All job interviews can help you to grow. Even if you didn’t get the job, you can still turn the experience into a valuable lesson. You just need to listen to the feedback you get from the employer or recruitment agency about your performance and skills.
Here are five ways you can learn from every job interview going forward.
1. How To Learn From Job Interview Feedback: Don’t Be Nervous To Ask For Feedback
Job interviews can be a little stressful, but try not to be too nervous to ask for feedback. This is because some job interviewers are very busy, so they may not think to give you any feedback at the end of the interview. Simply ask politely if they would like to give you any feedback about the interview, and if they say yes listen carefully. Don’t be defensive; instead, try to take the feedback on board, even if you don’t totally agree with it!
2. Speak To Your Recruitment Agency
Are you working with a recruitment agency (such as ours) to increase the number of job interviews you are being offered? If so, speak to your agency to find out if they can give you any feedback for future interviews. This could be general interview advice, or they could have specific skills based advice for you. For instance, they may suggest that you rearrange your CV to prioritise certain skills.
3. Understand That Feedback Can Be Constructive
Some people dislike receiving feedback as they feel like they are being criticised, but in reality feedback is an important tool that can help you to grow. After all, there is a reason the phrase ‘constructive criticism’ exists!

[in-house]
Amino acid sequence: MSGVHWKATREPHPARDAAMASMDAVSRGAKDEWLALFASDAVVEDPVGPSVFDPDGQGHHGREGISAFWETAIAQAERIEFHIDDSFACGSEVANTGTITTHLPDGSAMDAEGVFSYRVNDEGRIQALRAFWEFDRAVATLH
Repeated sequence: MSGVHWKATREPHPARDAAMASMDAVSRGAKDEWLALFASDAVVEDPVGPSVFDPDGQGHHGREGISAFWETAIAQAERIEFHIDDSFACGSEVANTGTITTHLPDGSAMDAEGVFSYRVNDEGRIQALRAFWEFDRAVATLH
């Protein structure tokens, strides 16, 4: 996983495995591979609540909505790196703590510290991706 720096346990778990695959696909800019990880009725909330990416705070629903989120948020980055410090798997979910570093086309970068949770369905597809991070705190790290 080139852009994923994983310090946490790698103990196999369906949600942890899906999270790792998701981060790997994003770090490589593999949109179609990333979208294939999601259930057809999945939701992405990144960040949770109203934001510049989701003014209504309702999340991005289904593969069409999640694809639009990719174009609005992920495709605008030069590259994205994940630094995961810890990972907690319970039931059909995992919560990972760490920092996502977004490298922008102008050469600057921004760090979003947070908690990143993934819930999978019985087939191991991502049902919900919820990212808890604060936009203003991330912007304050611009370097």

If you struggle to receive feedback, remind yourself that there is no reason to take it personally. The other person is taking time out of their day to give you advice and tips, and if you take the advice you are more likely to ace an interview in the future. So try to listen, even if you do feel a little miffed.
4. Give Yourself Feedback
You don’t have to exclusively rely on recruiters and interviewers to give you feedback; you can also give yourself feedback. Spend some time reflecting after a job interview. Ask yourself which questions you answered well and which questions could have been answered better, and think about what you would do differently next time.
5. Write Down Areas To Work On
Finally it can be useful to write down certain areas that you want to work on. Maybe there is a short course that you could do to improve a certain skill, or maybe you would like to work on your confidence. Spending time addressing your weaker areas is a great way to improve your overall performance, so you are more likely to land your dream job interview in the future. Good luck!Tags: career change, career progression, interview, job interview, job interview feedback, job seeker